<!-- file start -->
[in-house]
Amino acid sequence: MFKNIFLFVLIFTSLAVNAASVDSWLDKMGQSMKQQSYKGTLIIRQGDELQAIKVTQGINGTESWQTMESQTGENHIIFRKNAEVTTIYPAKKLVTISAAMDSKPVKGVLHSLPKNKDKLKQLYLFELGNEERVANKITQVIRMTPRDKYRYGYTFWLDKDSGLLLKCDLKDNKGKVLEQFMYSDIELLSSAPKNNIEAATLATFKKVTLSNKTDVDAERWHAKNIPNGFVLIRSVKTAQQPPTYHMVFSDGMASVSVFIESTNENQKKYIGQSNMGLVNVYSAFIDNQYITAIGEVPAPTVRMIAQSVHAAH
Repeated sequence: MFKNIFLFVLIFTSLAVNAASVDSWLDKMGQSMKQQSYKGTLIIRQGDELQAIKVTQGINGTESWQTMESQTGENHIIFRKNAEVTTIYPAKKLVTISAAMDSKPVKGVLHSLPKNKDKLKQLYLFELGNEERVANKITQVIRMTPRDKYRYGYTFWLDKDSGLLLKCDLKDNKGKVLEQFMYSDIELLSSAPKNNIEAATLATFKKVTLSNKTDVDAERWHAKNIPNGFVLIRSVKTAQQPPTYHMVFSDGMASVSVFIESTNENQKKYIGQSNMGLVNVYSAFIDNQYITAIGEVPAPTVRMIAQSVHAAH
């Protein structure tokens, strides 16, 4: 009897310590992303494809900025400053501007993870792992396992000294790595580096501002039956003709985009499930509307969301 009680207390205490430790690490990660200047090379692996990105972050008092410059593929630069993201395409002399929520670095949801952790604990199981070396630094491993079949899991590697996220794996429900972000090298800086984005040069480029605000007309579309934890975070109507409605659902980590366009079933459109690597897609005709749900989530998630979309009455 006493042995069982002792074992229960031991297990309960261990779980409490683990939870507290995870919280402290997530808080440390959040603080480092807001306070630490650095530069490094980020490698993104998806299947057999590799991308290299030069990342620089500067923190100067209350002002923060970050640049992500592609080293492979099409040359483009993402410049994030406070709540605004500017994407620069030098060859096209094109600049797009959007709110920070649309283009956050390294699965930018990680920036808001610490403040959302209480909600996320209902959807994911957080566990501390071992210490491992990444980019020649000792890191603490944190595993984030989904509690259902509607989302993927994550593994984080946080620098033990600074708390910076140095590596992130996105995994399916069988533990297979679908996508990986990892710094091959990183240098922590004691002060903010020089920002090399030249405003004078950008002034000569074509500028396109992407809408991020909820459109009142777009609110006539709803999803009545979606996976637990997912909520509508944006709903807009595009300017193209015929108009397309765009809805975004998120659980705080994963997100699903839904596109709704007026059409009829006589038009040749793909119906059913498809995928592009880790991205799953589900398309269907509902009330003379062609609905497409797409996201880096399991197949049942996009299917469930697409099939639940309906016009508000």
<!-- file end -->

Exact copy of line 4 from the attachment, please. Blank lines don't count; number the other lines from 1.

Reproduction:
């Protein structure tokens, strides 16, 4: 009897310590992303494809900025400053501007993870792992396992000294790595580096501002039956003709985009499930509307969301 009680207390205490430790690490990660200047090379692996990105972050008092410059593929630069993201395409002399929520670095949801952790604990199981070396630094491993079949899991590697996220794996429900972000090298800086984005040069480029605000007309579309934890975070109507409605659902980590366009079933459109690597897609005709749900989530998630979309009455 006493042995069982002792074992229960031991297990309960261990779980409490683990939870507290995870919280402290997530808080440390959040603080480092807001306070630490650095530069490094980020490698993104998806299947057999590799991308290299030069990342620089500067923190100067209350002002923060970050640049992500592609080293492979099409040359483009993402410049994030406070709540605004500017994407620069030098060859096209094109600049797009959007709110920070649309283009956050390294699965930018990680920036808001610490403040959302209480909600996320209902959807994911957080566990501390071992210490491992990444980019020649000792890191603490944190595993984030989904509690259902509607989302993927994550593994984080946080620098033990600074708390910076140095590596992130996105995994399916069988533990297979679908996508990986990892710094091959990183240098922590004691002060903010020089920002090399030249405003004078950008002034000569074509500028396109992407809408991020909820459109009142777009609110006539709803999803009545979606996976637990997912909520509508944006709903807009595009300017193209015929108009397309765009809805975004998120659980705080994963997100699903839904596109709704007026059409009829006589038009040749793909119906059913498809995928592009880790991205799953589900398309269907509902009330003379062609609905497409797409996201880096399991197949049942996009299917469930697409099939639940309906016009508000």